Jody Wagner and Michael Signer Seek Democratic Nomination for Va. Lt. Gov.
Monday, June 1, 2009
Jody Wagner co-owns a popcorn store in Virginia Beach, selling Chunky Choco Toffee Drizzle and 22 other flavors in decorated tins. She was also the state's treasurer and secretary of finance under Virginia's two most recent Democratic governors.
Michael Signer is a national security expert from Arlington County who helped lead an insurgent campaign to topple Republican congressman Rep. Virgil H. Goode Jr. in November and this year published his first book: "Demagogue: The Fight to Save Democracy from Its Worst Enemies."
They are the two Democrats running for their party's lieutenant governor nomination in an off-year, summertime, likely-low-turnout primary in which even the three men running for the top spot are struggling to capture the attention of a campaign-sated public.
The job itself is not a powerhouse, although the occupant presides over the state senate and can break ties. But the post can also be a profile-raiser and key stop on an ambitious politician's path to the governor's mansion.
"It matters primarily because the lieutenant governor is a heartbeat away," said Mark Rozell, a professor of public policy at George Mason University. "Given the unique one-term limit on governors in Virginia, politically it's a very important decision."
But if the governor's contest is "a turnout race" that will hinge on which candidate can nudge his most enthusiastic supporters to the polls for the June 9 primary, Rozell added, the No. 2 job is an even bigger stretch.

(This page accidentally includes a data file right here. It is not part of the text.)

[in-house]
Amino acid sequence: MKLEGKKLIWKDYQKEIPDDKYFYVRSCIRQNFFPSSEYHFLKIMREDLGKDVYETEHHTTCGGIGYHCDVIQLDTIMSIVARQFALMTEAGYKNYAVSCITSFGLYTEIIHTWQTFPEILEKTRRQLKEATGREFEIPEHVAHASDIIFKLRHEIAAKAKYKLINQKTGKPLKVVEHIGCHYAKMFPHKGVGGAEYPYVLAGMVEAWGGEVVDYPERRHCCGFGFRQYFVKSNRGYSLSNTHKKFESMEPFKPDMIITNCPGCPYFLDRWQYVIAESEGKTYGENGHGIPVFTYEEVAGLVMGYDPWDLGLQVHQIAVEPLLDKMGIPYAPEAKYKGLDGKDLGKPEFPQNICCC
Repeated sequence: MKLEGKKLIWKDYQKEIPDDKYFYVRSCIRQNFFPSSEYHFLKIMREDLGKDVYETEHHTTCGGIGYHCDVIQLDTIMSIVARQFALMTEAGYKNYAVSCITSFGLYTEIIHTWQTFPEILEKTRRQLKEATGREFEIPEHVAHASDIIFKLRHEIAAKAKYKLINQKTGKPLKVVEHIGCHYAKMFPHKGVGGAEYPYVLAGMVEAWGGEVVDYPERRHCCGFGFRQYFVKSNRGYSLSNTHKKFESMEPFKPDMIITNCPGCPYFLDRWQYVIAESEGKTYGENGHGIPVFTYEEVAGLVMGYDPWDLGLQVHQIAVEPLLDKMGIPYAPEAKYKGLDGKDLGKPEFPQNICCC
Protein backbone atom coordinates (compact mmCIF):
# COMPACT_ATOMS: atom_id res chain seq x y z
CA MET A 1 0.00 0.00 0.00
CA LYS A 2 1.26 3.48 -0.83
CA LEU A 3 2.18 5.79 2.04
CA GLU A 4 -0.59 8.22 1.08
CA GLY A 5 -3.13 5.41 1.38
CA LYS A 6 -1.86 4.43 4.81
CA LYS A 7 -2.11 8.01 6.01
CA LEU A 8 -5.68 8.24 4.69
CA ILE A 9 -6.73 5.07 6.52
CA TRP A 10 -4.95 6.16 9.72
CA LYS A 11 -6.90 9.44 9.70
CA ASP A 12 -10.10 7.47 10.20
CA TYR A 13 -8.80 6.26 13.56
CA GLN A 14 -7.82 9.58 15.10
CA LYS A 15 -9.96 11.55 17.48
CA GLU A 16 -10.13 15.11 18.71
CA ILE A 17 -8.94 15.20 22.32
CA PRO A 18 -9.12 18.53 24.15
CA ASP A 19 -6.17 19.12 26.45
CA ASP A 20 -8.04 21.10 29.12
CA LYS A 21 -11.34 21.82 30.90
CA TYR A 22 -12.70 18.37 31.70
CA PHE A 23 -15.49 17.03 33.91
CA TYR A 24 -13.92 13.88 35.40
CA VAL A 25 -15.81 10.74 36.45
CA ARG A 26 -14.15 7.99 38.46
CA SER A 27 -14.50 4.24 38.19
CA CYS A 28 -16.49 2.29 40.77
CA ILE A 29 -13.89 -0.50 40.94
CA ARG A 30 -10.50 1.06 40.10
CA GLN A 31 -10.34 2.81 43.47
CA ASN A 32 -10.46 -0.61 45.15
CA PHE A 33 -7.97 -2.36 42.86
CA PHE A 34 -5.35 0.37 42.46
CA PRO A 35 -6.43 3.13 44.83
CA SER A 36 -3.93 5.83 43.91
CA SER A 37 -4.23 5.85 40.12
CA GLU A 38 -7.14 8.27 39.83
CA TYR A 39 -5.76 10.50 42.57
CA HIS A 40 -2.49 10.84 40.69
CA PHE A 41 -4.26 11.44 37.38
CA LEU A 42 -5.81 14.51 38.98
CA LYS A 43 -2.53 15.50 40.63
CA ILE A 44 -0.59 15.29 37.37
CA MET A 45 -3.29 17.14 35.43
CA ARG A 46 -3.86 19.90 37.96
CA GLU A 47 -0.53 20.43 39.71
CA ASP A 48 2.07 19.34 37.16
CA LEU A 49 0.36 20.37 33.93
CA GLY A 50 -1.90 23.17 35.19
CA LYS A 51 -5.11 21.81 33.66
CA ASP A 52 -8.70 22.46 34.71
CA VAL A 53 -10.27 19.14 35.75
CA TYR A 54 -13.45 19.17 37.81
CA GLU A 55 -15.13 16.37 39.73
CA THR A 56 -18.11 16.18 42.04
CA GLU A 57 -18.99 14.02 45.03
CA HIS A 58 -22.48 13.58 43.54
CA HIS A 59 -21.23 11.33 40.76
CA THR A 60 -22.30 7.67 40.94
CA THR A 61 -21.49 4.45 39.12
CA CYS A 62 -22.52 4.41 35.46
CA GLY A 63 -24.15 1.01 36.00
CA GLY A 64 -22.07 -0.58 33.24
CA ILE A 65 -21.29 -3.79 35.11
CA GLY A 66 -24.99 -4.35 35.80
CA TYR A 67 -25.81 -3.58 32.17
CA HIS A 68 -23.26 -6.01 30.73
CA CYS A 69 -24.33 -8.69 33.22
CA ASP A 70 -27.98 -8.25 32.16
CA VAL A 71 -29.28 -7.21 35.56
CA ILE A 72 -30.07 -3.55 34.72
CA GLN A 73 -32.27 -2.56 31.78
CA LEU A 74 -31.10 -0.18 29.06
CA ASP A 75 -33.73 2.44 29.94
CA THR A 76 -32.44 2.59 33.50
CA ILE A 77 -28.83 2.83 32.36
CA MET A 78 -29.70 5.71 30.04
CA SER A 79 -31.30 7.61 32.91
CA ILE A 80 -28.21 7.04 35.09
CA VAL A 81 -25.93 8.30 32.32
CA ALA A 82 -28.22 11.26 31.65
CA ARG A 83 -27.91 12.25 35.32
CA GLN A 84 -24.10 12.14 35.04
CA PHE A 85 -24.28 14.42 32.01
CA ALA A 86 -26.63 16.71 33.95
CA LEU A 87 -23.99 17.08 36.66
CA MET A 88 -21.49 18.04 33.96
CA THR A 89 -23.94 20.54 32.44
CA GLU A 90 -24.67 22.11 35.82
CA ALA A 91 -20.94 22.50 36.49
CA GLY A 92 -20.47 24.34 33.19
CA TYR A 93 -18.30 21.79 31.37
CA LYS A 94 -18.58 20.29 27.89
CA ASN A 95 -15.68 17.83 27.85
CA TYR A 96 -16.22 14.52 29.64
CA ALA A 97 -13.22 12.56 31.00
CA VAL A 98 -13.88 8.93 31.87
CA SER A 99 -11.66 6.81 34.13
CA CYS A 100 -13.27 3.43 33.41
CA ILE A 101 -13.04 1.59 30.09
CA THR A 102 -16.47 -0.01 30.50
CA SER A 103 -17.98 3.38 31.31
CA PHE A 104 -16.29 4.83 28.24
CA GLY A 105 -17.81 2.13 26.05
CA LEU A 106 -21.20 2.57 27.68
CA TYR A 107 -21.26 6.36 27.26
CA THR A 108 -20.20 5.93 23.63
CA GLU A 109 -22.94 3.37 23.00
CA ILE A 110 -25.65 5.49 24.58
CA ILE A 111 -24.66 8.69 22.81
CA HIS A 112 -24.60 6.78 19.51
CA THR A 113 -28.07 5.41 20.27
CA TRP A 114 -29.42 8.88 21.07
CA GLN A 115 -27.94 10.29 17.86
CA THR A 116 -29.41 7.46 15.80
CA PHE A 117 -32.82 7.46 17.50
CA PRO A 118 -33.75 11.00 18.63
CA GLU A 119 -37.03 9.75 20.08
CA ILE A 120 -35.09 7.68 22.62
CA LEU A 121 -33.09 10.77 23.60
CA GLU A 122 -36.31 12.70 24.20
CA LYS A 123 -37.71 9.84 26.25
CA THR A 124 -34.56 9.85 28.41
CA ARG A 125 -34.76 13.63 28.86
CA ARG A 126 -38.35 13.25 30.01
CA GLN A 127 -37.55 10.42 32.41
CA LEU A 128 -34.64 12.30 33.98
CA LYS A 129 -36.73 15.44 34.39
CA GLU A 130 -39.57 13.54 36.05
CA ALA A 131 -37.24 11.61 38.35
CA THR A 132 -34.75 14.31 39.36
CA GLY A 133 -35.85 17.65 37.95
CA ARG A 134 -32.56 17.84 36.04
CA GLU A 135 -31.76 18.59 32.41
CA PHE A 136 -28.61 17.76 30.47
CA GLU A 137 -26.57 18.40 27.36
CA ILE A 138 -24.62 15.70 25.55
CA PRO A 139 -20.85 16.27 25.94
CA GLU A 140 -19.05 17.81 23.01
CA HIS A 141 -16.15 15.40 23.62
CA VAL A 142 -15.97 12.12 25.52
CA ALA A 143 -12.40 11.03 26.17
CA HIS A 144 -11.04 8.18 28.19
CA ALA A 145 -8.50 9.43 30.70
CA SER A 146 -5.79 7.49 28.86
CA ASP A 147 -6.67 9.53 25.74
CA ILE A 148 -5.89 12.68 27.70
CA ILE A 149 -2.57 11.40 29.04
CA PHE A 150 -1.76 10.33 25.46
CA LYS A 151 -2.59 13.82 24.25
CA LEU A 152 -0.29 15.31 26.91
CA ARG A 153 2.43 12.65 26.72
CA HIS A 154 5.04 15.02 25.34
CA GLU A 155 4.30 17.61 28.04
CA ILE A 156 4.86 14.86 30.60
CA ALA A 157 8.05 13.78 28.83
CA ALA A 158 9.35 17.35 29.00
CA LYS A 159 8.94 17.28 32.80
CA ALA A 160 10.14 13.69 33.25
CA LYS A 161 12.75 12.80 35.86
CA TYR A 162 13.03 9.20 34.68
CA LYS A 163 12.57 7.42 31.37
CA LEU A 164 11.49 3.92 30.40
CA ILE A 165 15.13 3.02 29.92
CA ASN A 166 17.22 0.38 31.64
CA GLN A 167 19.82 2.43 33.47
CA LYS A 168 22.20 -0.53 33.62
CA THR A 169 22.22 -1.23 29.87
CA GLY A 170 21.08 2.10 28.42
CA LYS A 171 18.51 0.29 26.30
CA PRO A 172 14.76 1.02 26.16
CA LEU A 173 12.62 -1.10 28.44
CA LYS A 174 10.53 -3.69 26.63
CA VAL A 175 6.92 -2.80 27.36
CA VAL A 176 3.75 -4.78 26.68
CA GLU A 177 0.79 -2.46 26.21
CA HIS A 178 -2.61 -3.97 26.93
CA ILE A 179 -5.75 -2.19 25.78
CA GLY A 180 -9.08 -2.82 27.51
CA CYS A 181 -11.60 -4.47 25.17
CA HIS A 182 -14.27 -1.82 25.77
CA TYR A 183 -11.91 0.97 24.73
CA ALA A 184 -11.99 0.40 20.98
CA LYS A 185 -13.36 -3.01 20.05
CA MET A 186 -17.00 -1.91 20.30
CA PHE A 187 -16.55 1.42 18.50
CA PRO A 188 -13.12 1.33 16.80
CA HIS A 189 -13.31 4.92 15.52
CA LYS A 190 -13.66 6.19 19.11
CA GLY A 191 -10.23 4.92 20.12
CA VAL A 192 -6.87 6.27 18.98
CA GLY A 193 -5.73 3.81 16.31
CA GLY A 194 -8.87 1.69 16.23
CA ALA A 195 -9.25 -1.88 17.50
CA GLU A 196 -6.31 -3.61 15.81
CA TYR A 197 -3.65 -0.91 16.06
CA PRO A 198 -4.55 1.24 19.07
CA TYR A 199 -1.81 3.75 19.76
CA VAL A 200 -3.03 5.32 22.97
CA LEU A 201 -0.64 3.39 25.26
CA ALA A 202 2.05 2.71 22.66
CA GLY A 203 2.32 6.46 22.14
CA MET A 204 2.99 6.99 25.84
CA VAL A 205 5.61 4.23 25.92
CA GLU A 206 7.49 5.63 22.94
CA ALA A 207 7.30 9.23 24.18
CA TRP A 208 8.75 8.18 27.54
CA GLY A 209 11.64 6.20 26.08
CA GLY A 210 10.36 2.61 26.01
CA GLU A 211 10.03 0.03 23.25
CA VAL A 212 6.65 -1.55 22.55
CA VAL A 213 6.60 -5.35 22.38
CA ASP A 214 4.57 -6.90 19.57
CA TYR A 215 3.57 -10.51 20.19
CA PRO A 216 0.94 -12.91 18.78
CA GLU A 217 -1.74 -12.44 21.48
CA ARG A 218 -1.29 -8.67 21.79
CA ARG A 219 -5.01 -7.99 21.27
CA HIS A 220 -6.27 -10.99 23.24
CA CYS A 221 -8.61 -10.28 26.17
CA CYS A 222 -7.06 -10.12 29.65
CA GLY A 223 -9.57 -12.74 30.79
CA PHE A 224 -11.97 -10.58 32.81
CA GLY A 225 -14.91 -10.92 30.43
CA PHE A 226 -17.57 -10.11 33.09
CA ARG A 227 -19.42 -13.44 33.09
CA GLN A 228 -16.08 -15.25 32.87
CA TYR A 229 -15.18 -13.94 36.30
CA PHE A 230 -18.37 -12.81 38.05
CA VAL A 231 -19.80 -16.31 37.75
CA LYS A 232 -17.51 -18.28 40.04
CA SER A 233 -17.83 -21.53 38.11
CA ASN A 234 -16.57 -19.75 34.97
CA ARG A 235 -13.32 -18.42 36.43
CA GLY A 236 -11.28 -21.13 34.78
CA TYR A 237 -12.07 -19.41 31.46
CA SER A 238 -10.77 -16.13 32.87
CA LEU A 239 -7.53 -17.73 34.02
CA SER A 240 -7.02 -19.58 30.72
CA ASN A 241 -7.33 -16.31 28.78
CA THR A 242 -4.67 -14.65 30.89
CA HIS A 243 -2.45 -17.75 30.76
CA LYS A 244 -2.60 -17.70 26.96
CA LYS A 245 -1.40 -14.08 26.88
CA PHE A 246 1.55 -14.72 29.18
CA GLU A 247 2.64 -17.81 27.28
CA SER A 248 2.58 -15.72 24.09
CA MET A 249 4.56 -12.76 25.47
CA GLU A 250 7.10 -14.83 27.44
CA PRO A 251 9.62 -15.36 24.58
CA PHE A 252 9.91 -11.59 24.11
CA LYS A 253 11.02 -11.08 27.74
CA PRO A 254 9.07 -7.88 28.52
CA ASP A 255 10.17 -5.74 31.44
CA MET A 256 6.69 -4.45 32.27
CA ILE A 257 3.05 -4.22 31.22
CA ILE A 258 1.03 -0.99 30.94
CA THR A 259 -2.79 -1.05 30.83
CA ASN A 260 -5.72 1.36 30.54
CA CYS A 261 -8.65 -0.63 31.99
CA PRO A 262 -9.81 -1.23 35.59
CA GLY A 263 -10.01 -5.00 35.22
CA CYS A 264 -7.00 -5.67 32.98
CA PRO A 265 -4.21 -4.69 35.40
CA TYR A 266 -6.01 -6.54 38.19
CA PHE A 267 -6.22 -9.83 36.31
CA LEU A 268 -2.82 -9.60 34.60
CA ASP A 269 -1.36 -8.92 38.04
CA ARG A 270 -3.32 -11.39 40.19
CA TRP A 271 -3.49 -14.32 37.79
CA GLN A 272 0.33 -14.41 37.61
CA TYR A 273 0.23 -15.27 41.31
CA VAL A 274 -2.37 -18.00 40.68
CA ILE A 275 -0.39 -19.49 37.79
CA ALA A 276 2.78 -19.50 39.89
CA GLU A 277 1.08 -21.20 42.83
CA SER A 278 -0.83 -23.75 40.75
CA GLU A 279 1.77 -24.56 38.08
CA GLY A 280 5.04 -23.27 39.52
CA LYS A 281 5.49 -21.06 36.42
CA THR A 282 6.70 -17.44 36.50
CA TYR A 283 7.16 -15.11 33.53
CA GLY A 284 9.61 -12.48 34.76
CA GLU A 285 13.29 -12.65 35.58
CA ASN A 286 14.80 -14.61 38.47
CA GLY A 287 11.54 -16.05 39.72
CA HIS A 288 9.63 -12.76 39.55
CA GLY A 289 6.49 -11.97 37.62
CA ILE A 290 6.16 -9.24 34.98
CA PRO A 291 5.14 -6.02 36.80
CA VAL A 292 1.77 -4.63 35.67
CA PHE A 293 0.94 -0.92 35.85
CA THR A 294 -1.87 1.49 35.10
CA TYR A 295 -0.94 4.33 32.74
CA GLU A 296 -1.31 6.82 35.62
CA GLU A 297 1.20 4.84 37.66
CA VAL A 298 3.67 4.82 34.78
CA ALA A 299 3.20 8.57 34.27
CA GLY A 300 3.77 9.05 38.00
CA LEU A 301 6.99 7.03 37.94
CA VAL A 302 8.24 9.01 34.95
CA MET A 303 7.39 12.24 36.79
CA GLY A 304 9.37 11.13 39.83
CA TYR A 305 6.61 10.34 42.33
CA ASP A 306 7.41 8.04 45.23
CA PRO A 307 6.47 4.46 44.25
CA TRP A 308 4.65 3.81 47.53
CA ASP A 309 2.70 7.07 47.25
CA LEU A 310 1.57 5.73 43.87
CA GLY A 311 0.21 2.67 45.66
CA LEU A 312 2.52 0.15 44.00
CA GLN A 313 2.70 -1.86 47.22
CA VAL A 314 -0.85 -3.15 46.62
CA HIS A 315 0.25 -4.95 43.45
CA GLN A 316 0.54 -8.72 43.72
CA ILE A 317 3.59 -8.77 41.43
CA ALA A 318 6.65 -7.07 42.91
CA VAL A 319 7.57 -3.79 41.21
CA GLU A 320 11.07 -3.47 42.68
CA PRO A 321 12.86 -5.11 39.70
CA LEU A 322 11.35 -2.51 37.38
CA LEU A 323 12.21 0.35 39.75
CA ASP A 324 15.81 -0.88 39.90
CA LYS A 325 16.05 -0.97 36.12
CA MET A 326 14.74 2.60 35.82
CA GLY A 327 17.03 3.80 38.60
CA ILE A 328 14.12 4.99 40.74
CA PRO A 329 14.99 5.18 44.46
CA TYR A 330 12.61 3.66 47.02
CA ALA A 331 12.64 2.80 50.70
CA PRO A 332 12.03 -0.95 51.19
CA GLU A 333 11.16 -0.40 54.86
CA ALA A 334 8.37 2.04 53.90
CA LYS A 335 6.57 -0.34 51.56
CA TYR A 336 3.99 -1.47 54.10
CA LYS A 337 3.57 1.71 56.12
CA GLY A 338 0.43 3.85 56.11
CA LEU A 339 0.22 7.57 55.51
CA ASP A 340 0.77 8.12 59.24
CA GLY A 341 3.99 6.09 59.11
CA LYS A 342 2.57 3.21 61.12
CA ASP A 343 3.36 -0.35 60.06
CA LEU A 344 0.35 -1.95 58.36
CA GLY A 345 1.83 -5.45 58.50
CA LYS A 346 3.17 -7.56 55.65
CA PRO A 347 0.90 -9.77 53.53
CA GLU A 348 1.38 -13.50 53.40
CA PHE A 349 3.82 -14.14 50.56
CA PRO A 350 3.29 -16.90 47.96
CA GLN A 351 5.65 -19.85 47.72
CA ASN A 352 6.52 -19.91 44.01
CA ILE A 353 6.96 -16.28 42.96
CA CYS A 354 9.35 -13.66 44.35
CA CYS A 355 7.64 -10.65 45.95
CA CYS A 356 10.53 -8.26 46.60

"Voters hardly ever think about it at all until right before they go into the voting booth," he said. "I see this as a race among people in the know in the Democratic Party."
The Republican nomination is already decided: Lt. Gov. Bill Bolling defeated Alexandria lawyer Patrick Muldoon at a convention Saturday.
Wagner, 53, is running as the experienced, establishment candidate, netting the backing of many Democrats in the General Assembly. Signer, 36, has run as the upstart, with support from many union leaders.
House Minority leader Ward L. Armstrong (D-Henry) worked with Wagner when she served as Gov. Timothy M. Kaine's secretary of finance. "Jody knows the state budget inside and out, and that's very difficult," Armstrong said. "All of our decisions are money-driven."
She helped Kaine write budgets under tight constraints and did it without laying off state workers, Armstrong said. "That's no small feat," especially in tough times, he said. Anybody can add money to programs, but slicing them without gutting core services is a skill, he added. And don't forget about the popcorn.
"The fact that she was successful in starting a small business and growing it, I think is phenomenally helpful when you're in government," Armstrong said.